HANG TIME, Texas — Yes, it was about the money.
The Grizzlies had given far too much of it to Rudy Gay, a guy who was sitting on the sidelines nursing a bad shoulder when they scratched out the only playoff series win in franchise history.
That’s not to say that Gay hasn’t been a nice player during his six-plus seasons in the NBA; the kind who could often fill up the basket and make it look easy.
But that was the trouble. The Grizzlies have carved out their place, if tenuous, in the upper half of the Western Conference. Like Tina Turner and her band: they never, ever do anything nice and easy.
Gay has been barely shooting 40 percent from the field this season, checking it at a myopic 31 percent from 3-point range. For a player taking such a big bite out of the payroll, Gay too often seemed to drift, which was the rap as far back as 2006 when he was drafted eighth overall out of UConn.
Now the Grizzlies get veteran Tayshaun Prince, who can knock down the 3s, play solid defense and do all of the dirty work/little things, if he’s still so inclined at 32. They also get Ed Davis’ ability to finish at the rim and a couple of contracts that are far more palatable.
In short, the Grizzlies saved themselves a bundle and in a roll-of-the-dice way may have gotten some answers for a team whose chances to reach the NBA Finals this season were probably closer to a scratch-off lottery ticket than money in the bank.
Now the question is whether they’ll do the right thing by coach Lionel Hollins, who’s been allowed to quack like a lame duck without a new contract all season.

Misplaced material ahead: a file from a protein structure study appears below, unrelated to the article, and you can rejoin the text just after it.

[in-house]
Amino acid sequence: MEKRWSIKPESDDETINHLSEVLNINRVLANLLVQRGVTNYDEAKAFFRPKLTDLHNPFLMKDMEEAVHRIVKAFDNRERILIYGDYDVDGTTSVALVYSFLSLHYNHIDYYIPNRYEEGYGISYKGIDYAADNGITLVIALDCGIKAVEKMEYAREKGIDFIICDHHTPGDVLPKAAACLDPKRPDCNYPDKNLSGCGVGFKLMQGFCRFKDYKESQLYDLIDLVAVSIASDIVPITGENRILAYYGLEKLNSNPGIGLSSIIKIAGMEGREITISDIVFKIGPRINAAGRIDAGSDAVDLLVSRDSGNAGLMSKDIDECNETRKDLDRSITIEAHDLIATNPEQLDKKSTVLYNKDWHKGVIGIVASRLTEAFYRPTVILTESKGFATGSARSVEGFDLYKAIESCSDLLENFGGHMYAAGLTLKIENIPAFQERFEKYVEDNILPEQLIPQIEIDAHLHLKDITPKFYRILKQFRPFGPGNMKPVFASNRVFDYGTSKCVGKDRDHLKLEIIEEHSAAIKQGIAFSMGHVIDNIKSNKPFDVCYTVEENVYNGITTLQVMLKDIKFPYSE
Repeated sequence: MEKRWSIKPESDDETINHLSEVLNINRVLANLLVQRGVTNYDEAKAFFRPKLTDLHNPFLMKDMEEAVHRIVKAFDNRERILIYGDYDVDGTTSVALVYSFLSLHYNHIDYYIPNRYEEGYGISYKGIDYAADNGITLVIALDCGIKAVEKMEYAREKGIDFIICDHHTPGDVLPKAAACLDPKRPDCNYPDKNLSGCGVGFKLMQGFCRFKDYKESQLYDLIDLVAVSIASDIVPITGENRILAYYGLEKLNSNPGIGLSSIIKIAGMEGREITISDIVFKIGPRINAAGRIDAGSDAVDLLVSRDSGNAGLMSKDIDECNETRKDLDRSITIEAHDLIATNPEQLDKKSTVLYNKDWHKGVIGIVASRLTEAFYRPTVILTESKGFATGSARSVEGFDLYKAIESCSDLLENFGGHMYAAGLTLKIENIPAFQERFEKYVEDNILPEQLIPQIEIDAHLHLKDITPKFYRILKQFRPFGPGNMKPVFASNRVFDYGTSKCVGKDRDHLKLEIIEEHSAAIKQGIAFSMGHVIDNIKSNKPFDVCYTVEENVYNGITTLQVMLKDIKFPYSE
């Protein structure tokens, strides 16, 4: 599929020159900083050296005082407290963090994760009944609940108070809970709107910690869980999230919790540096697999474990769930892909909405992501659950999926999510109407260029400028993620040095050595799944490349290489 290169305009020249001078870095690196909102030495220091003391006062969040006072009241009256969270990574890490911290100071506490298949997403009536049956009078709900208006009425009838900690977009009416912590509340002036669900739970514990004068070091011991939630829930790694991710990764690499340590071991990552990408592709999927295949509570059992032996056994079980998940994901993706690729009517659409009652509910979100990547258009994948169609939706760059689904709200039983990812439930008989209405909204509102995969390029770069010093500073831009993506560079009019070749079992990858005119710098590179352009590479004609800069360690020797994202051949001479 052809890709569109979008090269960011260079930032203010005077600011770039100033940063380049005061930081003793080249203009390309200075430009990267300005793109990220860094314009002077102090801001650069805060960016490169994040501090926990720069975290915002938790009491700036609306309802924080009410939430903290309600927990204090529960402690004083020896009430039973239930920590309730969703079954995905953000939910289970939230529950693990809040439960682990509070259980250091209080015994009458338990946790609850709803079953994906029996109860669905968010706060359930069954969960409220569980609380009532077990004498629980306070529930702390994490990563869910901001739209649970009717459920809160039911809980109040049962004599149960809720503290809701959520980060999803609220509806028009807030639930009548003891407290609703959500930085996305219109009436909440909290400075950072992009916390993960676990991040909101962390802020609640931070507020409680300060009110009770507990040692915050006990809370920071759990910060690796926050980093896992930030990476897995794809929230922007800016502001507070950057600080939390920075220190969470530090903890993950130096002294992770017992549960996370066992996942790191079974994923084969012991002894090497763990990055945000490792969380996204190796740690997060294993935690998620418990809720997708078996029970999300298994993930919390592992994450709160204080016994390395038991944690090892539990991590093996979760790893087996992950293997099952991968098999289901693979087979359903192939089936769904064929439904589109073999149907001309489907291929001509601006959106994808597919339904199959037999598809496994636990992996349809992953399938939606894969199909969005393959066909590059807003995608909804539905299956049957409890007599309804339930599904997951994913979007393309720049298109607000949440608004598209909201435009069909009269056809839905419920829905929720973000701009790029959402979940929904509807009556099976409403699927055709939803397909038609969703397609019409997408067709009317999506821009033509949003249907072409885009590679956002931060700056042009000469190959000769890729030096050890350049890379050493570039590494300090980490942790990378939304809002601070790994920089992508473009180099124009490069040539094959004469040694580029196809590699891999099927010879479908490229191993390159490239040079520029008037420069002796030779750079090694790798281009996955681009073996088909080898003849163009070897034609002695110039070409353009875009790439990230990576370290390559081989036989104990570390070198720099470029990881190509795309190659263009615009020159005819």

While the new ownership group (which is led by Robert Pera and celebrity pals Justin Timberlake and Peyton Manning) and the management team (which includes stat guru John Hollinger) are clearly making their mark on the operation, it is Hollins who has already placed his stamp on the Grizzlies.
Yes, he’s often cranky and challenging. But those are the same attributes that describe the Grizzlies when they’re at their best. A lot of coaches talk about professionalism and accountability, Hollins demands it. He learned during his playing career from championship teams in Portland and Philadelphia that sacrifice and teamwork are not just to be valued, but expected.
Much was made of Hollins recent statement when he said: “We get hung up on statistics a little too much, and I think that’s a bad trait all over the league.”
Was it a shot at Hollinger and the new regime? Or simply Hollins being Hollins? Likely a little bit of both.
In the four years since Hollins has been on the Grizzlies bench, he has pushed, prodded, cajoled, driven and turned the quaint little franchise in the league’s smallest market that had never won a single playoff game into a “Grind House” team which Memphis could support. He did it by making the Grizzlies a reflection of his own personality, often flinty and contrarian.
This is Hollins’ team, even if they change pieces, because they share his DNA. You can’t have the “Grind House” without the head grinder.